Salvors in the US are protecting the environment and cleaning up pollution from the Golden Ray car carrier wreck site
Salvors in the US are protecting the environment and cleaning up pollution from the Golden Ray car carrier wreck site. They have deployed pollution control booms around the wreck removal project in St Simons Sound, Georgia and regularly use a flotilla of vessels to remove oil sheens within the safety area.
Unified Command of the project set up a 138-m zone around the wreck for safety and deployed an ocean boom around the environmental protection barrier (EPB) alongside high-density polyethylene pipe to contain any oil and debris at the surface of the water inside the EPB.
Response vessels have deployed sorbent boom outriggers during routine pollution monitoring and recovery operations around the site. Vessels are outfitted with equipment to respond dynamically to any sight of oil or debris, and responders continue to recover oil sheens and debris on the water around the wreck site.
Unified Command developed a multi-layer approach for observing, surveying, documenting and mitigating releases of oil or debris during cutting and lifting operations. Recovery personnel are on-station at the EPB, at the shoreline and on the water around the Golden Ray wreck. Responders are also maintaining protective booms at sensitive locations around St Simons Sound.
Unified Command also employs natural resource advisors to survey the wreck site and the EPB to the shoreline. These advisors accompany each debris trawler to monitor any impact on marine animals or wildlife. Survey teams continue to assess the shoreline to find and remove any debris or other environmental impacts.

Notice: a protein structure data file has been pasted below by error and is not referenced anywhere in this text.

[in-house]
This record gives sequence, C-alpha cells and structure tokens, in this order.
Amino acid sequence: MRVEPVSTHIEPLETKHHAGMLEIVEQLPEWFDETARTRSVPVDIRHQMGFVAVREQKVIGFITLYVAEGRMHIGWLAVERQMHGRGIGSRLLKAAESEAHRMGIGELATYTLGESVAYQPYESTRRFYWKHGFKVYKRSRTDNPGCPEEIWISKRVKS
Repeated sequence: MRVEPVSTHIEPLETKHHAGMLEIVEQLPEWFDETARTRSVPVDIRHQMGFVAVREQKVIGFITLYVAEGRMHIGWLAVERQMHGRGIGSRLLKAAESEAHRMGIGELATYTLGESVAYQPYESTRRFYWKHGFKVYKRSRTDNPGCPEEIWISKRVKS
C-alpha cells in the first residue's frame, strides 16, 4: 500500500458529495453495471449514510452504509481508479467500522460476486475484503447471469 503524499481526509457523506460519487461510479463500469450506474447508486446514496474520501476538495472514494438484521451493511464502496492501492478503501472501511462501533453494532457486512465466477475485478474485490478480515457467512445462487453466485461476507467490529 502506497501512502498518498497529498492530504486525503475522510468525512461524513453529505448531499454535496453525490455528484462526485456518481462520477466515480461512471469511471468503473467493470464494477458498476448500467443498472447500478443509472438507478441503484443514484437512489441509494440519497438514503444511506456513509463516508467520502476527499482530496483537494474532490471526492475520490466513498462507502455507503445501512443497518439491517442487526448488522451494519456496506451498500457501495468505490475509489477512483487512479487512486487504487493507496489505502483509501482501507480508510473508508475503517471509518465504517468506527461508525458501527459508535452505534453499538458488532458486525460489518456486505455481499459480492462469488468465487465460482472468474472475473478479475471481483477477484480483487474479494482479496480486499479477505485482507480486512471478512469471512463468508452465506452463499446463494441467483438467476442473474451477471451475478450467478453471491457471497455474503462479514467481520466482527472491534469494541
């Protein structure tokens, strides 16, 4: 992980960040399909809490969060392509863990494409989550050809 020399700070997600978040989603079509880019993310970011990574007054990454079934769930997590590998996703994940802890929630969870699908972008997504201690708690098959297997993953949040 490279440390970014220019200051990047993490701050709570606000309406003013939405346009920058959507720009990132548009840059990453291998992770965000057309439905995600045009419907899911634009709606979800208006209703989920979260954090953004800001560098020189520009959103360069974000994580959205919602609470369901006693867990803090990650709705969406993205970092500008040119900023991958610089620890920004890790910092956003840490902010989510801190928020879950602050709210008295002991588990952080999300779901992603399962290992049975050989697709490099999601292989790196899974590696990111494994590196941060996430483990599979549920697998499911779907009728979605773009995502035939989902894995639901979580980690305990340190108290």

Covid pandemic adds to salvage challenges
American Salvage Association outlines the additional challenges coronavirus risk mitigation generates, while potentially hampering emergency response
As the US salvage industry tackles one of the largest projects in its history, salvors are being increasingly challenged by coronavirus-induced restrictions.
Salvors are progressing on the salvage of car carrier wreck Golden Ray in St. Simons Sound, Georgia, by cutting section seven from the remains.
While this salvage continues, American Salvage Association (ASA) president Lindsay Malen-Habib* says salvors are having to overcome more than just the technical and environmental challenges of these projects.
The coronavirus pandemic has particularly impacted North American operations, where infections and deaths are the highest seen worldwide. To mitigate the risks, companies need to develop different ways to maintain safety on vessels.
US Coast Guard (USCG) guidelines are being followed to prevent infections breaking out, protecting mariners and others involved in salvage projects.
Ms Malen-Habib says Covid has meant additional safety standards and protocols are required, with one of the biggest challenges being social distancing during salvage.
“Covid forces us into new ways of working and compliance,” she explains. “We need to follow mandates to mitigate risk.” This includes providing masks to salvage personnel to wear on board vessels, including maritime casualties. There is extra risk analysis, regular testing, and additional equipment requirements to consider.
Some of these challenges are derived from USCG’s requirements for all personnel on board vessels to have merchant mariner credentials.